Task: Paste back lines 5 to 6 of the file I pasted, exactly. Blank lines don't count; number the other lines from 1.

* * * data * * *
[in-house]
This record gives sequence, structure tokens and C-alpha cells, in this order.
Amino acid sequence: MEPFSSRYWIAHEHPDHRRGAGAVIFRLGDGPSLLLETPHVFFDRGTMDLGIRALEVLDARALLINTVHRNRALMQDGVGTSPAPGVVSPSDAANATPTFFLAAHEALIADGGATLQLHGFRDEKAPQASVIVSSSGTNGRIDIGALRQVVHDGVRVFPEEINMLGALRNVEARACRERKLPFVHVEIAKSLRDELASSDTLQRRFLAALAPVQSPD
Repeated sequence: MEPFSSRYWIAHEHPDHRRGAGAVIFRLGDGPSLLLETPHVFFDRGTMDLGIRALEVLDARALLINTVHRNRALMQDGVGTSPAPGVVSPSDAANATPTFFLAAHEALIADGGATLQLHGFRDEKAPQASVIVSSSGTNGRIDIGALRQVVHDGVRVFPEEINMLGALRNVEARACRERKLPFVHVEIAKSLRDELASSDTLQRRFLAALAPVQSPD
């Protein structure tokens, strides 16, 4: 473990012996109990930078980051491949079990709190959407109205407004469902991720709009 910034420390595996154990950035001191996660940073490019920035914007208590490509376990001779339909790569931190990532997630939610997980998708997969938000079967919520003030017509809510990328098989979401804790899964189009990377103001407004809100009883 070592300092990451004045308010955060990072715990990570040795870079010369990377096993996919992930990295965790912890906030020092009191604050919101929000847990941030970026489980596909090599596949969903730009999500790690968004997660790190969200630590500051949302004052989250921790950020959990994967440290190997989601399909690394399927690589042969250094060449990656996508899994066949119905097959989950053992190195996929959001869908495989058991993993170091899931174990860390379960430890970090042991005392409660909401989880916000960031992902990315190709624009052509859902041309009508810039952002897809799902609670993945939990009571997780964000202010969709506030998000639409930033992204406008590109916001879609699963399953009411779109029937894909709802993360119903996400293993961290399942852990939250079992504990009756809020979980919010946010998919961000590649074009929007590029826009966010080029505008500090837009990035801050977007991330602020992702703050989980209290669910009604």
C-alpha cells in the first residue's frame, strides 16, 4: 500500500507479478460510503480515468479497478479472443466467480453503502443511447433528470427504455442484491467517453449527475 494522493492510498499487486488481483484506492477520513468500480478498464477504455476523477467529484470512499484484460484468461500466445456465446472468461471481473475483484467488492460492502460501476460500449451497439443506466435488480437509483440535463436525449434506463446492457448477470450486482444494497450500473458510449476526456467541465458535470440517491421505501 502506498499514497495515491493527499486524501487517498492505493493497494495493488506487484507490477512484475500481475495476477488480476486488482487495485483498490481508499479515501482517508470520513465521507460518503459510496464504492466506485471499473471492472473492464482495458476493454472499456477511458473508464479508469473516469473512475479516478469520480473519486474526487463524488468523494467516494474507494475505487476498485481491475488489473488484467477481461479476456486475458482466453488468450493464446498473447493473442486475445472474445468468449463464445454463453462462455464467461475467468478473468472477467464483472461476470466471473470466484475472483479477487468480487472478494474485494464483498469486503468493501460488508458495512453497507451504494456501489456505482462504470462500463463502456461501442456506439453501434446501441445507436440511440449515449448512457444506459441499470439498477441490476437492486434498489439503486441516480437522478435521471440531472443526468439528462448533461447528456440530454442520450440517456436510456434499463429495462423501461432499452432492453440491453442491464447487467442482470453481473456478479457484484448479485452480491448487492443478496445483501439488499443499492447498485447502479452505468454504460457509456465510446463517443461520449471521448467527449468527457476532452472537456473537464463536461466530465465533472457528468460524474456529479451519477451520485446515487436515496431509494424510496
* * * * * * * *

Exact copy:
């Protein structure tokens, strides 16, 4: 473990012996109990930078980051491949079990709190959407109205407004469902991720709009 910034420390595996154990950035001191996660940073490019920035914007208590490509376990001779339909790569931190990532997630939610997980998708997969938000079967919520003030017509809510990328098989979401804790899964189009990377103001407004809100009883 070592300092990451004045308010955060990072715990990570040795870079010369990377096993996919992930990295965790912890906030020092009191604050919101929000847990941030970026489980596909090599596949969903730009999500790690968004997660790190969200630590500051949302004052989250921790950020959990994967440290190997989601399909690394399927690589042969250094060449990656996508899994066949119905097959989950053992190195996929959001869908495989058991993993170091899931174990860390379960430890970090042991005392409660909401989880916000960031992902990315190709624009052509859902041309009508810039952002897809799902609670993945939990009571997780964000202010969709506030998000639409930033992204406008590109916001879609699963399953009411779109029937894909709802993360119903996400293993961290399942852990939250079992504990009756809020979980919010946010998919961000590649074009929007590029826009966010080029505008500090837009990035801050977007991330602020992702703050989980209290669910009604």
C-alpha cells in the first residue's frame, strides 16, 4: 500500500507479478460510503480515468479497478479472443466467480453503502443511447433528470427504455442484491467517453449527475 494522493492510498499487486488481483484506492477520513468500480478498464477504455476523477467529484470512499484484460484468461500466445456465446472468461471481473475483484467488492460492502460501476460500449451497439443506466435488480437509483440535463436525449434506463446492457448477470450486482444494497450500473458510449476526456467541465458535470440517491421505501 502506498499514497495515491493527499486524501487517498492505493493497494495493488506487484507490477512484475500481475495476477488480476486488482487495485483498490481508499479515501482517508470520513465521507460518503459510496464504492466506485471499473471492472473492464482495458476493454472499456477511458473508464479508469473516469473512475479516478469520480473519486474526487463524488468523494467516494474507494475505487476498485481491475488489473488484467477481461479476456486475458482466453488468450493464446498473447493473442486475445472474445468468449463464445454463453462462455464467461475467468478473468472477467464483472461476470466471473470466484475472483479477487468480487472478494474485494464483498469486503468493501460488508458495512453497507451504494456501489456505482462504470462500463463502456461501442456506439453501434446501441445507436440511440449515449448512457444506459441499470439498477441490476437492486434498489439503486441516480437522478435521471440531472443526468439528462448533461447528456440530454442520450440517456436510456434499463429495462423501461432499452432492453440491453442491464447487467442482470453481473456478479457484484448479485452480491448487492443478496445483501439488499443499492447498485447502479452505468454504460457509456465510446463517443461520449471521448467527449468527457476532452472537456473537464463536461466530465465533472457528468460524474456529479451519477451520485446515487436515496431509494424510496